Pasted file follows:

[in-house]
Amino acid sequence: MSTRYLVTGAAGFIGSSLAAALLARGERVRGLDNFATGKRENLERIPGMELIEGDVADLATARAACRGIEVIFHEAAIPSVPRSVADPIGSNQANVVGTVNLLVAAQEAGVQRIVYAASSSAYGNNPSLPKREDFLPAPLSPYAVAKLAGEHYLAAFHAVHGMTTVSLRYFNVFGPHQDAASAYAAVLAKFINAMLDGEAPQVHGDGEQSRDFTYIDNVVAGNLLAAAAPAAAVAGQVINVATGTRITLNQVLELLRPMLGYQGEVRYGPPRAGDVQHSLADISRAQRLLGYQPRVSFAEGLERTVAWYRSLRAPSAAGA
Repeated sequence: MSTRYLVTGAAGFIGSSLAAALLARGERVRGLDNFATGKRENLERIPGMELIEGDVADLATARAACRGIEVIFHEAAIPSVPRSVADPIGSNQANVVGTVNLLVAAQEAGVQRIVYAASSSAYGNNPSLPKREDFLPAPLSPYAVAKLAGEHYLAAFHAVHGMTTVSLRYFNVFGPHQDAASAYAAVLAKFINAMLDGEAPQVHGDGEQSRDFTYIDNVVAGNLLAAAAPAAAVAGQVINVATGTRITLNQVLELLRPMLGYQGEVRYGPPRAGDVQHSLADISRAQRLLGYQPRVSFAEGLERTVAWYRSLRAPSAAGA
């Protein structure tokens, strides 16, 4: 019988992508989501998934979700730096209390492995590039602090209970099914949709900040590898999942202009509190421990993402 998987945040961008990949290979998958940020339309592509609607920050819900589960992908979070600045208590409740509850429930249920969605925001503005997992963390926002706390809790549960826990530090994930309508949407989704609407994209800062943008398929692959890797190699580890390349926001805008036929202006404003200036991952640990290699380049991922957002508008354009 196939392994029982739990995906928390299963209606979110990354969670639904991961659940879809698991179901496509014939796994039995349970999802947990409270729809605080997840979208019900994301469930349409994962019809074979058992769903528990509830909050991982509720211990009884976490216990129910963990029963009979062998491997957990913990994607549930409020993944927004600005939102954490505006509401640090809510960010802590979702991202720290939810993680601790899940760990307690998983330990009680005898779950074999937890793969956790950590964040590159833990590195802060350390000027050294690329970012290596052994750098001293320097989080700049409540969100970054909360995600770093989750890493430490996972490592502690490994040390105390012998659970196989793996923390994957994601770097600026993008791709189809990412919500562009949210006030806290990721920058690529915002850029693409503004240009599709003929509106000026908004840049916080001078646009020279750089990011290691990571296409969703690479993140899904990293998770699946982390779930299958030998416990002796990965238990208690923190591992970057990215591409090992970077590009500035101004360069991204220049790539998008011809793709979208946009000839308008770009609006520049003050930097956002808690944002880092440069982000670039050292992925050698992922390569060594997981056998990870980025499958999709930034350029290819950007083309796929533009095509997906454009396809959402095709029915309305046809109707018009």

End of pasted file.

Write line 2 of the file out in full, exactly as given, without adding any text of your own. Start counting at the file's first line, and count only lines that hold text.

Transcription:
Amino acid sequence: MSTRYLVTGAAGFIGSSLAAALLARGERVRGLDNFATGKRENLERIPGMELIEGDVADLATARAACRGIEVIFHEAAIPSVPRSVADPIGSNQANVVGTVNLLVAAQEAGVQRIVYAASSSAYGNNPSLPKREDFLPAPLSPYAVAKLAGEHYLAAFHAVHGMTTVSLRYFNVFGPHQDAASAYAAVLAKFINAMLDGEAPQVHGDGEQSRDFTYIDNVVAGNLLAAAAPAAAVAGQVINVATGTRITLNQVLELLRPMLGYQGEVRYGPPRAGDVQHSLADISRAQRLLGYQPRVSFAEGLERTVAWYRSLRAPSAAGA